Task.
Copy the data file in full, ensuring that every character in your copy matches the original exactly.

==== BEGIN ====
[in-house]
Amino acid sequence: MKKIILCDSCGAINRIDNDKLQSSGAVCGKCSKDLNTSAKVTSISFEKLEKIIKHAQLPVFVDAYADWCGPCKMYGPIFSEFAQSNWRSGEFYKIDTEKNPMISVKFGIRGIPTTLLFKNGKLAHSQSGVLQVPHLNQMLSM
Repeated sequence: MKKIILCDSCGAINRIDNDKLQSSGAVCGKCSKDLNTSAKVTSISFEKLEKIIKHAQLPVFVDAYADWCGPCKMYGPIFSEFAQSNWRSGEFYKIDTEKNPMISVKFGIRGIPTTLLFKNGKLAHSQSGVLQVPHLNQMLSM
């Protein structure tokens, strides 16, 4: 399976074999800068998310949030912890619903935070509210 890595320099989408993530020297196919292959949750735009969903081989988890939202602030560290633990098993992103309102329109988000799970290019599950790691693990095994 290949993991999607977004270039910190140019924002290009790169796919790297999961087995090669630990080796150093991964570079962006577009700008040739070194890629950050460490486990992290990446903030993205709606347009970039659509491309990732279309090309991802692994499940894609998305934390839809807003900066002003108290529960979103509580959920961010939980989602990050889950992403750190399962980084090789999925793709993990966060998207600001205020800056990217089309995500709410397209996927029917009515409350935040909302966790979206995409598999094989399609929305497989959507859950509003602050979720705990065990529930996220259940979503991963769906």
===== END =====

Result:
[in-house]
Amino acid sequence: MKKIILCDSCGAINRIDNDKLQSSGAVCGKCSKDLNTSAKVTSISFEKLEKIIKHAQLPVFVDAYADWCGPCKMYGPIFSEFAQSNWRSGEFYKIDTEKNPMISVKFGIRGIPTTLLFKNGKLAHSQSGVLQVPHLNQMLSM
Repeated sequence: MKKIILCDSCGAINRIDNDKLQSSGAVCGKCSKDLNTSAKVTSISFEKLEKIIKHAQLPVFVDAYADWCGPCKMYGPIFSEFAQSNWRSGEFYKIDTEKNPMISVKFGIRGIPTTLLFKNGKLAHSQSGVLQVPHLNQMLSM
């Protein structure tokens, strides 16, 4: 399976074999800068998310949030912890619903935070509210 890595320099989408993530020297196919292959949750735009969903081989988890939202602030560290633990098993992103309102329109988000799970290019599950790691693990095994 290949993991999607977004270039910190140019924002290009790169796919790297999961087995090669630990080796150093991964570079962006577009700008040739070194890629950050460490486990992290990446903030993205709606347009970039659509491309990732279309090309991802692994499940894609998305934390839809807003900066002003108290529960979103509580959920961010939980989602990050889950992403750190399962980084090789999925793709993990966060998207600001205020800056990217089309995500709410397209996927029917009515409350935040909302966790979206995409598999094989399609929305497989959507859950509003602050979720705990065990529930996220259940979503991963769906």